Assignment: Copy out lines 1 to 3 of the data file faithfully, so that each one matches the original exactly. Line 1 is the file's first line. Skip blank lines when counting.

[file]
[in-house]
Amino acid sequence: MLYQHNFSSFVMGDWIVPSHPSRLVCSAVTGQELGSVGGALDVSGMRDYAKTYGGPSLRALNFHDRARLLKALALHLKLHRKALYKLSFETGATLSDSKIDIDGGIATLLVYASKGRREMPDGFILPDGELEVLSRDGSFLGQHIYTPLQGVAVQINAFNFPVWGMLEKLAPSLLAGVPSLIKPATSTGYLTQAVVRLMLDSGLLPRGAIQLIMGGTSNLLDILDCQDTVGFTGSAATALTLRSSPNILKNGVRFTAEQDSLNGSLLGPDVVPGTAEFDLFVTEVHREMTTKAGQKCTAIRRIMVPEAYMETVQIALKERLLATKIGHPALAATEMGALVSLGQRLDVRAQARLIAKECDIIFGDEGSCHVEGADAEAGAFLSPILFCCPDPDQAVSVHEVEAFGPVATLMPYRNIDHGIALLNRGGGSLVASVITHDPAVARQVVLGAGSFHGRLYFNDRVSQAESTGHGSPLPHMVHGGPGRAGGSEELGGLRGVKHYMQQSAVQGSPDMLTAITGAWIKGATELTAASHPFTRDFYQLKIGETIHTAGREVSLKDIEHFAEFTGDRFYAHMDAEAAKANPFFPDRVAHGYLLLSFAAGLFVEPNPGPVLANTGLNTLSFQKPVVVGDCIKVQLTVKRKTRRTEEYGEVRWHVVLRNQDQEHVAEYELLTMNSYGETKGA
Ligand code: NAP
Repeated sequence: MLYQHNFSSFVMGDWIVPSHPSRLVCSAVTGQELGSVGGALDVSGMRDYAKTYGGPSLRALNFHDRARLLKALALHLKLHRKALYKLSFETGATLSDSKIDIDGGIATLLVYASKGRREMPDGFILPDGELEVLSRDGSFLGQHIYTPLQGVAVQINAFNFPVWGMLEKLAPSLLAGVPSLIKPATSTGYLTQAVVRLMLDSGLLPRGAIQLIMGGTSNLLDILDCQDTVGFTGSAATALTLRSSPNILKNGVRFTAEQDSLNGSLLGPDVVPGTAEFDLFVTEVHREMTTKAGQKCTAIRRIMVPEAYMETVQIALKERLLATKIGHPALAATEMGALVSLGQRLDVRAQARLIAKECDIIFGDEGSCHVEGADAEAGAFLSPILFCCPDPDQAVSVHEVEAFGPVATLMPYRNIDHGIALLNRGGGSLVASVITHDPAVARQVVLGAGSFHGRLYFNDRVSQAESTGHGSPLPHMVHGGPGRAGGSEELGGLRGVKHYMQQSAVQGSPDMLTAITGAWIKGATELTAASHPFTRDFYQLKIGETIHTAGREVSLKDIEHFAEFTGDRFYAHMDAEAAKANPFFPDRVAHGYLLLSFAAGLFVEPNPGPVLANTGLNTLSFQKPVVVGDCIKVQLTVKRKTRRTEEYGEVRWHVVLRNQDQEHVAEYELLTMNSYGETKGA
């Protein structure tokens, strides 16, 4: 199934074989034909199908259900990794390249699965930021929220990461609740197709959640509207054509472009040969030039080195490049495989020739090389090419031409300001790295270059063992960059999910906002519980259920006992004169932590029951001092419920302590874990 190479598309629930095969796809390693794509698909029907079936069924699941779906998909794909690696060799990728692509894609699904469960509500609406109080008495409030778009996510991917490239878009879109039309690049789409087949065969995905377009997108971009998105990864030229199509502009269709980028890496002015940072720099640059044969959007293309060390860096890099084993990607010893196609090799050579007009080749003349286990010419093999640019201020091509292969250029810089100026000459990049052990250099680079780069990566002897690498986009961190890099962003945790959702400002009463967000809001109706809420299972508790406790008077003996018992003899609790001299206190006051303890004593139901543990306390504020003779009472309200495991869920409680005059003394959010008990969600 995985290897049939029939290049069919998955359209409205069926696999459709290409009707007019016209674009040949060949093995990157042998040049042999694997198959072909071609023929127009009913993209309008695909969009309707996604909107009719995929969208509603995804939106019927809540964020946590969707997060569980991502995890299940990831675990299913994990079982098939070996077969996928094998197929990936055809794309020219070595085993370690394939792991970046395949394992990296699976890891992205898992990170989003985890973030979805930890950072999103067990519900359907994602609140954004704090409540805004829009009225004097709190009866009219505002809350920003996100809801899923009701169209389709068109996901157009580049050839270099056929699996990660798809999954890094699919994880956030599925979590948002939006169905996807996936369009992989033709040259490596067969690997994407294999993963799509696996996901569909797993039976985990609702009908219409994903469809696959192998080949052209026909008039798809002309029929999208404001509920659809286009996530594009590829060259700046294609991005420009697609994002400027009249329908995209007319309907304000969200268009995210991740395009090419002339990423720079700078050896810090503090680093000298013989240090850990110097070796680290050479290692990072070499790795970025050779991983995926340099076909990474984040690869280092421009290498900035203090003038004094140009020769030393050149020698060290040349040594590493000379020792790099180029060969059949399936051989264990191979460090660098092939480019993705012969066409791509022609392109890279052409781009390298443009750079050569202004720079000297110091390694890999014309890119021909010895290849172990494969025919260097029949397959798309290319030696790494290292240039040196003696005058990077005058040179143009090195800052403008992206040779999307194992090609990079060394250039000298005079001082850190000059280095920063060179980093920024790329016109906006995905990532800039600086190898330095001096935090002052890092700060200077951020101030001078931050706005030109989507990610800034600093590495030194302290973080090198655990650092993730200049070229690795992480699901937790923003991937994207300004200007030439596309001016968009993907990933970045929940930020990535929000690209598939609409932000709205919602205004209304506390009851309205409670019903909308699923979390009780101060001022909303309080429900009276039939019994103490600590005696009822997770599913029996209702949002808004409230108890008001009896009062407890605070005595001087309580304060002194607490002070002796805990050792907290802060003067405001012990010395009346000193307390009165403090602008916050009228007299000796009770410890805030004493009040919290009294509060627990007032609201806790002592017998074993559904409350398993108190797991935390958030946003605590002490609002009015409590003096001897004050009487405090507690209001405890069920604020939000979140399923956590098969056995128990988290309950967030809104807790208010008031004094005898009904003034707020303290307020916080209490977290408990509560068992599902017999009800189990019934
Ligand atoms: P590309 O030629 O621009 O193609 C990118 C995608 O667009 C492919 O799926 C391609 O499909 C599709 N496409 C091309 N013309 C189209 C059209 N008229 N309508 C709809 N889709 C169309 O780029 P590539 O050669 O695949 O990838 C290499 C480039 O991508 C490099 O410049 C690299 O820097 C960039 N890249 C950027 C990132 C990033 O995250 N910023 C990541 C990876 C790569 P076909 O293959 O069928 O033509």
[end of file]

[in-house]
Amino acid sequence: MLYQHNFSSFVMGDWIVPSHPSRLVCSAVTGQELGSVGGALDVSGMRDYAKTYGGPSLRALNFHDRARLLKALALHLKLHRKALYKLSFETGATLSDSKIDIDGGIATLLVYASKGRREMPDGFILPDGELEVLSRDGSFLGQHIYTPLQGVAVQINAFNFPVWGMLEKLAPSLLAGVPSLIKPATSTGYLTQAVVRLMLDSGLLPRGAIQLIMGGTSNLLDILDCQDTVGFTGSAATALTLRSSPNILKNGVRFTAEQDSLNGSLLGPDVVPGTAEFDLFVTEVHREMTTKAGQKCTAIRRIMVPEAYMETVQIALKERLLATKIGHPALAATEMGALVSLGQRLDVRAQARLIAKECDIIFGDEGSCHVEGADAEAGAFLSPILFCCPDPDQAVSVHEVEAFGPVATLMPYRNIDHGIALLNRGGGSLVASVITHDPAVARQVVLGAGSFHGRLYFNDRVSQAESTGHGSPLPHMVHGGPGRAGGSEELGGLRGVKHYMQQSAVQGSPDMLTAITGAWIKGATELTAASHPFTRDFYQLKIGETIHTAGREVSLKDIEHFAEFTGDRFYAHMDAEAAKANPFFPDRVAHGYLLLSFAAGLFVEPNPGPVLANTGLNTLSFQKPVVVGDCIKVQLTVKRKTRRTEEYGEVRWHVVLRNQDQEHVAEYELLTMNSYGETKGA
Ligand code: NAP